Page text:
That deep cuts are required is obvious, absent a genuine existential threat. The financial meltdown fast approaching will see to that. It remains to be seen what the reactionary forces are going to do.

The choices facing the country are stark in my opinion. There needs to be a wholesale reappraisal of every aspect of the economy and society on a scale and of a nature similar to the Meiji restoration or the risk of the emergence of an American form of Fascism will continue to increase.

A minor non defence related example; I note that legislatures are still studiously discussing how they will pay for healthcare, instead of focussing on its ruinous price compared to other developed countries. This sort of silliness has to stop.


Have you read this?

William R. Cumming

Friends once at OMB indicate Panetta took almost no interest in DOD budget while in Congress and while at OMB.

Any confirmation from this group?

What was Panetta's military service?

William R. Cumming

Agree with Cold War Zoomie!

Medicine Man

Looking for clarification, Col: When you say, "The Navy and Air force look like good "bets" in this environment", do you mean that cuts to those branches are good ideas or that husbanding resources for those branches is a good idea.

Patrick Lang


The latter. pl


thoughts offered on panetta, but not petraeus? hmm...

wonder how pakistan will read petraeus being appointed to head the cia.

William R. Cumming

What percentage of CIA staff are women and minorities?

Does the ratio of 6-1 contract staff to permanent CIA employees hold for the CIA also?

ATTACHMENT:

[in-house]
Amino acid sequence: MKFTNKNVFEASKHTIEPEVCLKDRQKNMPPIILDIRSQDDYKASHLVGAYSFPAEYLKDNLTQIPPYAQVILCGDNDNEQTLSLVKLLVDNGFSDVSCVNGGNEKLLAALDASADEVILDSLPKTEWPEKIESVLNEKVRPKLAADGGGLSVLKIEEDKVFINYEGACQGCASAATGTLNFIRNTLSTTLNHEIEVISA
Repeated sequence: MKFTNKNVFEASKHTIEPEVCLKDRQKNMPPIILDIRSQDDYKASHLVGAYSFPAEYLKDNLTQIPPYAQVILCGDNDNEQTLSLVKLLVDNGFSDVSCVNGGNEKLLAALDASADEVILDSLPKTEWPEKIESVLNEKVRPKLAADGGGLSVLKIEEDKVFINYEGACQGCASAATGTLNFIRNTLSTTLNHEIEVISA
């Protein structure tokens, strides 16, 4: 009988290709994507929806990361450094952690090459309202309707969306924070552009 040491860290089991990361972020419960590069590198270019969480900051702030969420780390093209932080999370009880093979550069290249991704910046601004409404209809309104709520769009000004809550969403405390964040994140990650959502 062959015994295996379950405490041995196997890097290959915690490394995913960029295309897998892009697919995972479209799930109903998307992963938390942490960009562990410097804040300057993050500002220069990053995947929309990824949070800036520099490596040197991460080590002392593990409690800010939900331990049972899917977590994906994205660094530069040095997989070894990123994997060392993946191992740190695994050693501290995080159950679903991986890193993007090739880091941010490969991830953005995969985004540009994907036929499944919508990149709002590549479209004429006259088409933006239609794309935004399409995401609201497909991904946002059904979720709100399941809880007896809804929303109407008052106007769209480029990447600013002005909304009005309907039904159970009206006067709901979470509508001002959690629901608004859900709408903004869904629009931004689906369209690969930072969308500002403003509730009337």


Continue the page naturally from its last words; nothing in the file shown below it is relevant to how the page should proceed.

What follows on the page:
William R. Cumming

Panetta has become known as a defender of the CIA! But he has a history of toughminded recommendations to be implemented after he has skated off to new territory (does the ice break behind him?) and igt would be fascinating to be a fly on the wall at the brief he gives Petraeus since their nominations are linked and confirmations will also be linked. In other words I can see a Senator asking Panetta what recommendations did you give General Petraeus? And Asking Pannetta what were you briefed by
Secretary Gates? Testimony for a PAS is always under oath which might make for interesting confirmation hearings for both! Perhaps I would open with "Why do you think you are qualified for the job?"

And Graywolf thanks for the link!

William R. Cumming

My understanding is that Panetta has never testified before the Senate Armed Services Committee in any capacity! That may be incorrect but suggested by a knowledgable friend. That Committee will be conducting Panetta's confirmation hearing.

William R. Cumming

Perhaps I should have mentioned that Senator Carl Levin (D. of MI) is the Chairman of the Senate Armed Services Committee and Senator John McCain (R.of AZ)is the ranking MINORITY MEMBER.